Our society has become accustomed to sitting for long hours at a time. On average, Americans sit for 7.7 hours per day. If you think that this is of no consequence, I urge you to think again. Research shows that prolonged sitting, referred to as "sitting disease," can have deleterious effects on the body. So much so that scientists and healthcare professionals have coined the phrase "sitting is the new smoking.”
When we don't move, we can become bigger, weaker and sicker (physically and mentally). After just a few hours of sitting, our bodies go into storage mode, which disrupts our ability to effectively metabolize sugar and fat. Overtime, this can lead to hypertension, diabetes, obesity and depression among other diseases, leaving the body vulnerable to heart attack, stroke and cancer. Sitting for long periods each day can shorten your life, but James Brown said it best when he sang, "Get up off that thing, and dance til you feel better."
Movement is crucial to healthy and disease-free living. The Center for Disease Control (CDC) lists a sedentary lifestyle as one of the four modifiable risk factors that lead to preventable disease, along with smoking, excessive alcohol consumption and poor diet. Research shows that a lack of movement can have a number of ill effects on the body that a daily exercise regimen may not be able to reverse or combat.
In addition to making our daily trips to the gym moot, prolonged sitting has adverse effects on our musculoskeletal system. It weakens our gluteal and core muscles in the same way that a cast immobilizes a limb and weakens the muscles. This is turn predisposes us to a host of spinal, hip and lower extremity ailments.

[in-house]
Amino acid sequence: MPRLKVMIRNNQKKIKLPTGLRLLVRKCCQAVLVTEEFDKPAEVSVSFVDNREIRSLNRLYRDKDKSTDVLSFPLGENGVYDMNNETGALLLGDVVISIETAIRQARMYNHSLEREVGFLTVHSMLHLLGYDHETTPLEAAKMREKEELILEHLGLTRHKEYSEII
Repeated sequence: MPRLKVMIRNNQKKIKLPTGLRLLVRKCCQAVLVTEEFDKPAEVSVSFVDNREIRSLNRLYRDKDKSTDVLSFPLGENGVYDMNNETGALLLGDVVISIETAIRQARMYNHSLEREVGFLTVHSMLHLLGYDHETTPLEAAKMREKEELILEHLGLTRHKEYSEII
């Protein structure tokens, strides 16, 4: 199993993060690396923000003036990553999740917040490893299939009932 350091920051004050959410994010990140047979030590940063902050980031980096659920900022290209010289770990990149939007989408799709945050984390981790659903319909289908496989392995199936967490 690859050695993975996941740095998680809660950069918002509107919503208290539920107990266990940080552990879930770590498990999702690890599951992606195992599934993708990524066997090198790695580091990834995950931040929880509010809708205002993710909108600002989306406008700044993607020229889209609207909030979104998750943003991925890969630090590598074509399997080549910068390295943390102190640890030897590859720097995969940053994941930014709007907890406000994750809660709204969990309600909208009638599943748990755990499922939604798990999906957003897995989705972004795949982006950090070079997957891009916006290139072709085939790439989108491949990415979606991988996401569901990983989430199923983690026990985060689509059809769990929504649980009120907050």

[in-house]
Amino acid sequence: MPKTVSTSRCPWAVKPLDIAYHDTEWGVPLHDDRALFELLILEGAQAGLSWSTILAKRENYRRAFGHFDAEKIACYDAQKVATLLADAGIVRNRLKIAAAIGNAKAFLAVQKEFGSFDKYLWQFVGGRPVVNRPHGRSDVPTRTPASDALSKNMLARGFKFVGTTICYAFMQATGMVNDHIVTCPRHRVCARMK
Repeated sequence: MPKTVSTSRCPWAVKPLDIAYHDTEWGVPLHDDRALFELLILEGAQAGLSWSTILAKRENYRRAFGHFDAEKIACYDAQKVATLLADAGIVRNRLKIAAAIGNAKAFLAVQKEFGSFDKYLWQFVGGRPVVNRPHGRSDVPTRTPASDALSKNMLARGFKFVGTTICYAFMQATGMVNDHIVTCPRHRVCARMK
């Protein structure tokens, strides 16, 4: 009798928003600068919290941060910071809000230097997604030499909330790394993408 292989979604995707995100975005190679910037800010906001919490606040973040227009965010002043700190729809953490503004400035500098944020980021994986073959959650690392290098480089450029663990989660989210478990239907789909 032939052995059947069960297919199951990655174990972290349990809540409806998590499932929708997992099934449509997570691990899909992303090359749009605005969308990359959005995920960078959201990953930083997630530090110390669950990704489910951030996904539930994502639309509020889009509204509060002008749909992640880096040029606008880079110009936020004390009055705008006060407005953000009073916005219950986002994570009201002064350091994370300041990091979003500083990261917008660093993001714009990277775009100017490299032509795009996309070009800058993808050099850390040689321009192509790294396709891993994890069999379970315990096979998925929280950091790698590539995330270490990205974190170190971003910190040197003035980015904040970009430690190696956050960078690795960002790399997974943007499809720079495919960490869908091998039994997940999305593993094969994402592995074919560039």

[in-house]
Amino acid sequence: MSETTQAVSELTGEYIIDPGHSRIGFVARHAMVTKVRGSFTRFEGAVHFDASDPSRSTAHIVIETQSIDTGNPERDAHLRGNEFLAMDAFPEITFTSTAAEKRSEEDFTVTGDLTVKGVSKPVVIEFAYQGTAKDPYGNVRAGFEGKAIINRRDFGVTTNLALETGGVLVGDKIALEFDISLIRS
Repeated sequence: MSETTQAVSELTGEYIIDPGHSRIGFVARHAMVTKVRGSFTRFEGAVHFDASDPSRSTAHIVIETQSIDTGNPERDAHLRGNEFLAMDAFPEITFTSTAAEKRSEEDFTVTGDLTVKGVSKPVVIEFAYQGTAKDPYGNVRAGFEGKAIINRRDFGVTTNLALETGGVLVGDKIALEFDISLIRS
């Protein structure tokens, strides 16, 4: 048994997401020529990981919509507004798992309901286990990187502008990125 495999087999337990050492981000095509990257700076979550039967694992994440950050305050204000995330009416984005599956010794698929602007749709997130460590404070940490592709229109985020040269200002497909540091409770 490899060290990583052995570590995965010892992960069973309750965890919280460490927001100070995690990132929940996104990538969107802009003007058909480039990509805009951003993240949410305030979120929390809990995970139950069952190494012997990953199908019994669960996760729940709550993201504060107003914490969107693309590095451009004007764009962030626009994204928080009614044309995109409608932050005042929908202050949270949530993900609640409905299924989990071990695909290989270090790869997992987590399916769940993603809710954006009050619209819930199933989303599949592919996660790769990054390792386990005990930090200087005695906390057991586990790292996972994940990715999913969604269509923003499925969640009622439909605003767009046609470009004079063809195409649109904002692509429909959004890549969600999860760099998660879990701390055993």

To counter the effects of sitting on the body's musculature, I recommend squats. Squatting is a primitive movement that we are designed to perform. It engages the same muscles that become dormant after long hours of sitting.
Additionally, I recommend getting up two-to-three times each hour and stretching; lift your arms toward the ceiling and drive your hips forward. Going to the water cooler or walking to the bathroom are other great ways to take a break from sitting. If you’re looking for more ways to decrease your total time sitting during the workday, try modifying your workspace by using a standing desk or just moving your laptop to a counter or the top of a file cabinet. Be creative. One of my clients rigged his standing computer desk to a treadmill. Do whatever it takes.
I cannot stress enough that working out 30-60 minutes, three-to-four times a week is important but can’t undo the harm caused by sitting for prolonged periods. Do your best to avoid excessive sitting and remain as active during the day as possible. Easy to incorporate options include taking the stairs, starting a walking group at work, parking as far from the entrance as possible to accumulate extra steps or listening to some upbeat music and dancing while you cook or perform household chores. Maybe even practice some James Brown moves while you're at it.